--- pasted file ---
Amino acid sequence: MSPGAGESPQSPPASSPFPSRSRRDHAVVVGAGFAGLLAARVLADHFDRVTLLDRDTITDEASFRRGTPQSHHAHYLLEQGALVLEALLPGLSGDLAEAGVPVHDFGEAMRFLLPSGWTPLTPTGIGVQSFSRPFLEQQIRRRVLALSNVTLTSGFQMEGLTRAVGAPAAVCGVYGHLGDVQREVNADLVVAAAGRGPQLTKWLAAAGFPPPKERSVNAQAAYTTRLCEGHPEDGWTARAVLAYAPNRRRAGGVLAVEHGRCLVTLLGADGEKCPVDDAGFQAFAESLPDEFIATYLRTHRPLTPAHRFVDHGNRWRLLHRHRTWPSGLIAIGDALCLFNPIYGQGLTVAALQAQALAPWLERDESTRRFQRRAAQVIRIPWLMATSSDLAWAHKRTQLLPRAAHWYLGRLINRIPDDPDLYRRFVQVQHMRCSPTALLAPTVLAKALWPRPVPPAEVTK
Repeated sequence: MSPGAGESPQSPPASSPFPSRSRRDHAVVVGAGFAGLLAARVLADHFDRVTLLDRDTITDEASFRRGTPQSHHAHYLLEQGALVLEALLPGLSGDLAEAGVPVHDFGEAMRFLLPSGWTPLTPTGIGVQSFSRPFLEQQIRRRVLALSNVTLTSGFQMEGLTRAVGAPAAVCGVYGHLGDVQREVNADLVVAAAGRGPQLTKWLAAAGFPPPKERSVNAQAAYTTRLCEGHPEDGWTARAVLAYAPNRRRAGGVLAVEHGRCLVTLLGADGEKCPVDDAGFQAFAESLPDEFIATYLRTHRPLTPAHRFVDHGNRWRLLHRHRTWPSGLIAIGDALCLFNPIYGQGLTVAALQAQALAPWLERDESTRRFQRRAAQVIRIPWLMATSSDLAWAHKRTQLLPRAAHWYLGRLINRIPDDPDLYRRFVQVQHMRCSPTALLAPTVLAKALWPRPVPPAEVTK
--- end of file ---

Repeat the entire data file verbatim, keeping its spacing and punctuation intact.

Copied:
Amino acid sequence: MSPGAGESPQSPPASSPFPSRSRRDHAVVVGAGFAGLLAARVLADHFDRVTLLDRDTITDEASFRRGTPQSHHAHYLLEQGALVLEALLPGLSGDLAEAGVPVHDFGEAMRFLLPSGWTPLTPTGIGVQSFSRPFLEQQIRRRVLALSNVTLTSGFQMEGLTRAVGAPAAVCGVYGHLGDVQREVNADLVVAAAGRGPQLTKWLAAAGFPPPKERSVNAQAAYTTRLCEGHPEDGWTARAVLAYAPNRRRAGGVLAVEHGRCLVTLLGADGEKCPVDDAGFQAFAESLPDEFIATYLRTHRPLTPAHRFVDHGNRWRLLHRHRTWPSGLIAIGDALCLFNPIYGQGLTVAALQAQALAPWLERDESTRRFQRRAAQVIRIPWLMATSSDLAWAHKRTQLLPRAAHWYLGRLINRIPDDPDLYRRFVQVQHMRCSPTALLAPTVLAKALWPRPVPPAEVTK
Repeated sequence: MSPGAGESPQSPPASSPFPSRSRRDHAVVVGAGFAGLLAARVLADHFDRVTLLDRDTITDEASFRRGTPQSHHAHYLLEQGALVLEALLPGLSGDLAEAGVPVHDFGEAMRFLLPSGWTPLTPTGIGVQSFSRPFLEQQIRRRVLALSNVTLTSGFQMEGLTRAVGAPAAVCGVYGHLGDVQREVNADLVVAAAGRGPQLTKWLAAAGFPPPKERSVNAQAAYTTRLCEGHPEDGWTARAVLAYAPNRRRAGGVLAVEHGRCLVTLLGADGEKCPVDDAGFQAFAESLPDEFIATYLRTHRPLTPAHRFVDHGNRWRLLHRHRTWPSGLIAIGDALCLFNPIYGQGLTVAALQAQALAPWLERDESTRRFQRRAAQVIRIPWLMATSSDLAWAHKRTQLLPRAAHWYLGRLINRIPDDPDLYRRFVQVQHMRCSPTALLAPTVLAKALWPRPVPPAEVTK